Bachelor of Fine Arts (BFA) in Design students formally unveiled their work at the opening reception for the Wabi Sabi Thesis Exhibition on March 23, marking the date for the first ever design-only thesis show hosted by the Mason Gross School of the Arts.
At the exhibition, visitors senses were marinated by the wealth of diverse pieces. The highly interactive and cerebral pieces were aesthetically strung across the floors and against the walls of the Livingston street-located gallery.
Upon entering the gallery, my eyes took a quick tour of the rooms. There was a wall strewn with controversial political messages and an artist’s written plea for visitors to vandalize the wall, a new take on a children’s book, prints, magazines and a surveillance interactive station. I was quite intrigued and overwhelmed by it all.
Rais Ahmed, a Mason Gross School of the Arts senior, was one artist part of Wabi Sabi. Ahmed’s piece is called “Midpoint,” which is his name for an app that does exactly what the name suggests. It locates middle points for a pair of people looking to meet up for any reason — from a safe venue for a Craigslist exchange or for a sensible date spot to score some yummy pizza with your latest Bumble babe.
“Midpoint has got you covered,” Ahmed said on wabisabi.show website.
Ahmed was also the artist who pitched the name for the show, Wabi Sabi, which he said fit in perfectly with the work of all the artists.
“Wabi Sabi came up, and what it means is the acceptance of the natural cycle, the growth and decay, building up and breaking down,” he said. “So, the way I related that to our show is that we’re all designers and we all go through trends, and we live in a digital age, so there are always trends that build and break down, and then new ones come up.”
Wabi Sabi is also a Japanese worldview centered on the acceptance of transience and imperfection, which the artists thought dovetailed perfectly with their works.
Located right next to Ahmed’s piece is a work by Khirsten Harper, a Mason Gross School of the Arts senior. Harper’s aesthetically pleasing work is titled “Beauty Redefined.”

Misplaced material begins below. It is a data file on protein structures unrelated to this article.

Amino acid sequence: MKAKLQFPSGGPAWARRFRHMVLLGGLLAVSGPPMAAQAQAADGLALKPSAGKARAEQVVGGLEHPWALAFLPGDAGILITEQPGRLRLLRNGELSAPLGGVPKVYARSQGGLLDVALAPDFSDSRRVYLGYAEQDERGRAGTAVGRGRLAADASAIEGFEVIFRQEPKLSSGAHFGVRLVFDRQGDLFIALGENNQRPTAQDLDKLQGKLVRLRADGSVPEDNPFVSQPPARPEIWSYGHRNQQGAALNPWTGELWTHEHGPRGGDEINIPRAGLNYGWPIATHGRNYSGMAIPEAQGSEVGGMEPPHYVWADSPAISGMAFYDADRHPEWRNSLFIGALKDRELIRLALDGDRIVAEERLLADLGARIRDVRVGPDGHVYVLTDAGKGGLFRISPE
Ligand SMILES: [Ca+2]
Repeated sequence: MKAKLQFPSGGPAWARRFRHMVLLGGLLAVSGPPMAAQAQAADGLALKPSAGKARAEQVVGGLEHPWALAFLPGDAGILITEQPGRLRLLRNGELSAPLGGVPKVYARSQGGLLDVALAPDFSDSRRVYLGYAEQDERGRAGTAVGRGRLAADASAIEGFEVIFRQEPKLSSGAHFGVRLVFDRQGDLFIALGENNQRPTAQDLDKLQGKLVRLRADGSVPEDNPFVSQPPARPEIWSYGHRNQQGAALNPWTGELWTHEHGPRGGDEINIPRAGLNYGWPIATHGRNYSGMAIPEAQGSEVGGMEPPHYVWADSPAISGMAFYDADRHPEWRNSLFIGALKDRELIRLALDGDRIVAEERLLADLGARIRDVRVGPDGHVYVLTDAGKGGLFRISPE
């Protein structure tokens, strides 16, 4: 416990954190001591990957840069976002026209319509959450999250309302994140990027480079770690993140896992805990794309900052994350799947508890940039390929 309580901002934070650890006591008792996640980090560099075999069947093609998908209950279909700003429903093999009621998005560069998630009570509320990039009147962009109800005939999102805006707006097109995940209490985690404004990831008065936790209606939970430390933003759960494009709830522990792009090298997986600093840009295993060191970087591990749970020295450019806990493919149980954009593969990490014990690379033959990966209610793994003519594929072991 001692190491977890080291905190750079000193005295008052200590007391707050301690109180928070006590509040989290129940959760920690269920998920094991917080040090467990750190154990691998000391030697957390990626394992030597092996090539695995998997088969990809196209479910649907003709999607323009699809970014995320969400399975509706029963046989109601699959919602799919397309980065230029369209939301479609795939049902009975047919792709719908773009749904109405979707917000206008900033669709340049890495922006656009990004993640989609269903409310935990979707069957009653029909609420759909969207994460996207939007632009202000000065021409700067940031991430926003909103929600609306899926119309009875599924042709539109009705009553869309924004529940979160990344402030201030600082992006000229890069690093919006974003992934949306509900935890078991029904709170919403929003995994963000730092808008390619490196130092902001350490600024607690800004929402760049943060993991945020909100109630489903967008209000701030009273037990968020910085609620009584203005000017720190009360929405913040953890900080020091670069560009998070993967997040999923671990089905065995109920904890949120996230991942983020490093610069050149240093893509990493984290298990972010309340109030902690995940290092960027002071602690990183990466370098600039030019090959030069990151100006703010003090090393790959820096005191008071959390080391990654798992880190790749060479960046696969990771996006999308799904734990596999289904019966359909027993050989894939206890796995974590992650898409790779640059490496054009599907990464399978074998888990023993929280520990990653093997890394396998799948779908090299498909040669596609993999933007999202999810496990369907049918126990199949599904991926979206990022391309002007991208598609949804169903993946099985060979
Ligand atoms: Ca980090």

“It is a collection of a hundred silk-screen prints, and the majority of them are on top of magazine pages that I got from high-fashion magazines,” Harper said. “And what my project is about is really combatting Eurocentric beauty standards, and I’m addressing how they impact women of color.”
The different standards she addressed include body type, skin color, facial features and hair texture, which are things she wanted to address by imposing her own standards and definitions of beauty, she said.
After spending some time with Harper’s piece, beautifully sprawled across a wall, I found my way over to the rear gallery to the left, where a piece by Devayani Kumaran, a Mason Gross School of the Arts senior, was set up. Her piece is called “Dusky and Lovely,” a mock-campaign against skin-whitening treatments.
“Within my culture, the Indian culture, there is a product called ‘Fair and Lovely,’ which has the message saying that fairer skin is more beautiful. Also within our culture there is a term called ‘dusky,’ which means darker skin and is usually used in a negative way,” Kumaran said.
Kumaran wanted to encompass all women of color and to celebrate them, she said. Additionally, with her work she would like to change the negative meaning of dusky to a more positive one, which is why her piece is called “Dusky and Lovely.”
In her piece, she interviewed 10 women of color of different ethnicities and spoke to them about the negative impact of skin-whitening treatments. She then put their responses into booklets, and additionally presented the interviews on the wall to be read.
I only had the chance to speak with a few of the artists about their pieces and their take on the opening — each one of them was excited to see not only their work, but the work of their peers come to fruition. The excited energy beaming among the artists throughout the gallery was pervasive.
The gallery-goers seemed to enjoy their time interacting with the pieces as well. Whether this meant flipping the pages of a large anti-yoga book, gazing at interviews on a wall or vandalizing a wall, the curiosity of the visitors was expansive.
After a night of exploration at the first-of-its-kind thesis exhibition, it can perhaps be safe to say the work of the University’s artists mentally found its way to the visitors’ homes, too.
The pieces can be seen at the Civic Square Building gallery, which will be open for limited hours through April 8.